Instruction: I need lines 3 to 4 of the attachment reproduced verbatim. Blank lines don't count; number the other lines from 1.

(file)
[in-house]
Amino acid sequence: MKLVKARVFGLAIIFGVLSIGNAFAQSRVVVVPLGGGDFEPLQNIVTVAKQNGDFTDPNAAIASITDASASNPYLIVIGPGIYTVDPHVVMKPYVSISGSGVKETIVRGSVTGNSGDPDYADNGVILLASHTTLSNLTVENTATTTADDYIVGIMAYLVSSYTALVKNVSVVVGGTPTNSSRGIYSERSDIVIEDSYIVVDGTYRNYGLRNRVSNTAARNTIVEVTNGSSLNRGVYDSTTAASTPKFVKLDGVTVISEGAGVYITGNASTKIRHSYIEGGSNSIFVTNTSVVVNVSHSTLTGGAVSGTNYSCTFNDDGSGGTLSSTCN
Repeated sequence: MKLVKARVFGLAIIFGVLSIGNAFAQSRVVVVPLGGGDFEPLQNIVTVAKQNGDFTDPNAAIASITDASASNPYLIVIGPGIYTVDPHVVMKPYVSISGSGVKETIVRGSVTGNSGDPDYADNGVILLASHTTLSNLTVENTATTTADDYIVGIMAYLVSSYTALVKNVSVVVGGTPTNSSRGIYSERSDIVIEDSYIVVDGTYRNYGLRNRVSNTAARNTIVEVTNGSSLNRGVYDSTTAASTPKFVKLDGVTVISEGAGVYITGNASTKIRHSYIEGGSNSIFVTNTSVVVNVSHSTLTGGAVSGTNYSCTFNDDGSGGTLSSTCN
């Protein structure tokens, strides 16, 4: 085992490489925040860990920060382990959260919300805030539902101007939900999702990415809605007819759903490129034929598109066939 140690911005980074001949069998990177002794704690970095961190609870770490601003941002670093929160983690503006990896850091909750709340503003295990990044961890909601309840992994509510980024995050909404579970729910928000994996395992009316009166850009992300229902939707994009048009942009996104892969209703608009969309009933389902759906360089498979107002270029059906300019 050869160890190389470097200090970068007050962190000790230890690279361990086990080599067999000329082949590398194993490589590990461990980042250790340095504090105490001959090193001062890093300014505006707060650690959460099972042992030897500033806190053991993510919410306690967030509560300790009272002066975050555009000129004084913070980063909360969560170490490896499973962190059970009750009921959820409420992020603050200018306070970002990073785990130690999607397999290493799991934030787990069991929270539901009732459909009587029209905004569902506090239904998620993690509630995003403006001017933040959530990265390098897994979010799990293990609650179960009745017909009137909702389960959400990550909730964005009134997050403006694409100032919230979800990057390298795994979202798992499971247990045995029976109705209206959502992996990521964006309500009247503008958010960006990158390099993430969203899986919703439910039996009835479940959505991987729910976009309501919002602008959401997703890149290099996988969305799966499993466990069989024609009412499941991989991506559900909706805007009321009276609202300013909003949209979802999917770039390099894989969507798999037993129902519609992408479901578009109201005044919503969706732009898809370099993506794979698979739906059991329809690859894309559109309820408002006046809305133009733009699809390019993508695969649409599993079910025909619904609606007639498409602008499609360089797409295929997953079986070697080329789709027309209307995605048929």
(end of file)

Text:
Repeated sequence: MKLVKARVFGLAIIFGVLSIGNAFAQSRVVVVPLGGGDFEPLQNIVTVAKQNGDFTDPNAAIASITDASASNPYLIVIGPGIYTVDPHVVMKPYVSISGSGVKETIVRGSVTGNSGDPDYADNGVILLASHTTLSNLTVENTATTTADDYIVGIMAYLVSSYTALVKNVSVVVGGTPTNSSRGIYSERSDIVIEDSYIVVDGTYRNYGLRNRVSNTAARNTIVEVTNGSSLNRGVYDSTTAASTPKFVKLDGVTVISEGAGVYITGNASTKIRHSYIEGGSNSIFVTNTSVVVNVSHSTLTGGAVSGTNYSCTFNDDGSGGTLSSTCN
């Protein structure tokens, strides 16, 4: 085992490489925040860990920060382990959260919300805030539902101007939900999702990415809605007819759903490129034929598109066939 140690911005980074001949069998990177002794704690970095961190609870770490601003941002670093929160983690503006990896850091909750709340503003295990990044961890909601309840992994509510980024995050909404579970729910928000994996395992009316009166850009992300229902939707994009048009942009996104892969209703608009969309009933389902759906360089498979107002270029059906300019 050869160890190389470097200090970068007050962190000790230890690279361990086990080599067999000329082949590398194993490589590990461990980042250790340095504090105490001959090193001062890093300014505006707060650690959460099972042992030897500033806190053991993510919410306690967030509560300790009272002066975050555009000129004084913070980063909360969560170490490896499973962190059970009750009921959820409420992020603050200018306070970002990073785990130690999607397999290493799991934030787990069991929270539901009732459909009587029209905004569902506090239904998620993690509630995003403006001017933040959530990265390098897994979010799990293990609650179960009745017909009137909702389960959400990550909730964005009134997050403006694409100032919230979800990057390298795994979202798992499971247990045995029976109705209206959502992996990521964006309500009247503008958010960006990158390099993430969203899986919703439910039996009835479940959505991987729910976009309501919002602008959401997703890149290099996988969305799966499993466990069989024609009412499941991989991506559900909706805007009321009276609202300013909003949209979802999917770039390099894989969507798999037993129902519609992408479901578009109201005044919503969706732009898809370099993506794979698979739906059991329809690859894309559109309820408002006046809305133009733009699809390019993508695969649409599993079910025909619904609606007639498409602008499609360089797409295929997953079986070697080329789709027309209307995605048929």